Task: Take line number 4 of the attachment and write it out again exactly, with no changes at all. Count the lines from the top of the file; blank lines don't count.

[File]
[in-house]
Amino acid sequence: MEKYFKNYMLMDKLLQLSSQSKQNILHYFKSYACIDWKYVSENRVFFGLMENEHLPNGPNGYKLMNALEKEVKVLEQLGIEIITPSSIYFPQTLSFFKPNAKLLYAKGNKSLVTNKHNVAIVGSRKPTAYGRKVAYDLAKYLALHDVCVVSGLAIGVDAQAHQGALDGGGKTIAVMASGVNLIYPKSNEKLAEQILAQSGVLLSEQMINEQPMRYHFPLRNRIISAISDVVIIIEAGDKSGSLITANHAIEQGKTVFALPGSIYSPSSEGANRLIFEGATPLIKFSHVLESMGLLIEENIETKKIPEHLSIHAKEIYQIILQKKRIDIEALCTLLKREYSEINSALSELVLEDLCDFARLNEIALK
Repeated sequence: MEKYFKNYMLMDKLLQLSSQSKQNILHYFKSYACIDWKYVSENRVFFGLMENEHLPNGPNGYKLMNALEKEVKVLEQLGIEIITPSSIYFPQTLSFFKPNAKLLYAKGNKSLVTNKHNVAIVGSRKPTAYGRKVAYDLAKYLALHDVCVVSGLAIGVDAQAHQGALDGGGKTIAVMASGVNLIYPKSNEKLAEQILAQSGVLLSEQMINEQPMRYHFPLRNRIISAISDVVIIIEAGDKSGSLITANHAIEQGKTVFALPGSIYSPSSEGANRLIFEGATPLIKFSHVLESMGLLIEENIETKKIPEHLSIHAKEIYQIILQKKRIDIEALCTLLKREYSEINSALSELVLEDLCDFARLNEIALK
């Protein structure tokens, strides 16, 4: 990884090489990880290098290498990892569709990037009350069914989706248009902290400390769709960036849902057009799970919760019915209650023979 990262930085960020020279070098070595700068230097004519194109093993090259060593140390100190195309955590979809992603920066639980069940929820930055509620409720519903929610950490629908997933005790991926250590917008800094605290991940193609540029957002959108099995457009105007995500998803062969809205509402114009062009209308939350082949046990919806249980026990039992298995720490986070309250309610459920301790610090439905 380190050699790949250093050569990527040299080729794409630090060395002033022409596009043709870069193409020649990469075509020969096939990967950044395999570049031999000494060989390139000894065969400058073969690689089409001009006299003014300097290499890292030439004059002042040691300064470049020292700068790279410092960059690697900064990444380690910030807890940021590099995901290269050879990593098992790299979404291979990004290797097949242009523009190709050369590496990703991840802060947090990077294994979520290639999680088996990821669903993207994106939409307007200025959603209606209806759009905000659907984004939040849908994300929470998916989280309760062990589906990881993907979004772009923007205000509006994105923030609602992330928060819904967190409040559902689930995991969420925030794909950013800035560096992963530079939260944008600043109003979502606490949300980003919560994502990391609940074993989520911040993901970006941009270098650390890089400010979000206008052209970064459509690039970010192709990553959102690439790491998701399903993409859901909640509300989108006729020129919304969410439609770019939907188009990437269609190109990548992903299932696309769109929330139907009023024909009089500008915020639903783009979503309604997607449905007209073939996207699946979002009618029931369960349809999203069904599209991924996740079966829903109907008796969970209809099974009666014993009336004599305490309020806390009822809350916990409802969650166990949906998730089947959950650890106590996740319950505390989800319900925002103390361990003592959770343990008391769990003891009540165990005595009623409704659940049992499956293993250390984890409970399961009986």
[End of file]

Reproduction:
């Protein structure tokens, strides 16, 4: 990884090489990880290098290498990892569709990037009350069914989706248009902290400390769709960036849902057009799970919760019915209650023979 990262930085960020020279070098070595700068230097004519194109093993090259060593140390100190195309955590979809992603920066639980069940929820930055509620409720519903929610950490629908997933005790991926250590917008800094605290991940193609540029957002959108099995457009105007995500998803062969809205509402114009062009209308939350082949046990919806249980026990039992298995720490986070309250309610459920301790610090439905 380190050699790949250093050569990527040299080729794409630090060395002033022409596009043709870069193409020649990469075509020969096939990967950044395999570049031999000494060989390139000894065969400058073969690689089409001009006299003014300097290499890292030439004059002042040691300064470049020292700068790279410092960059690697900064990444380690910030807890940021590099995901290269050879990593098992790299979404291979990004290797097949242009523009190709050369590496990703991840802060947090990077294994979520290639999680088996990821669903993207994106939409307007200025959603209606209806759009905000659907984004939040849908994300929470998916989280309760062990589906990881993907979004772009923007205000509006994105923030609602992330928060819904967190409040559902689930995991969420925030794909950013800035560096992963530079939260944008600043109003979502606490949300980003919560994502990391609940074993989520911040993901970006941009270098650390890089400010979000206008052209970064459509690039970010192709990553959102690439790491998701399903993409859901909640509300989108006729020129919304969410439609770019939907188009990437269609190109990548992903299932696309769109929330139907009023024909009089500008915020639903783009979503309604997607449905007209073939996207699946979002009618029931369960349809999203069904599209991924996740079966829903109907008796969970209809099974009666014993009336004599305490309020806390009822809350916990409802969650166990949906998730089947959950650890106590996740319950505390989800319900925002103390361990003592959770343990008391769990003891009540165990005595009623409704659940049992499956293993250390984890409970399961009986």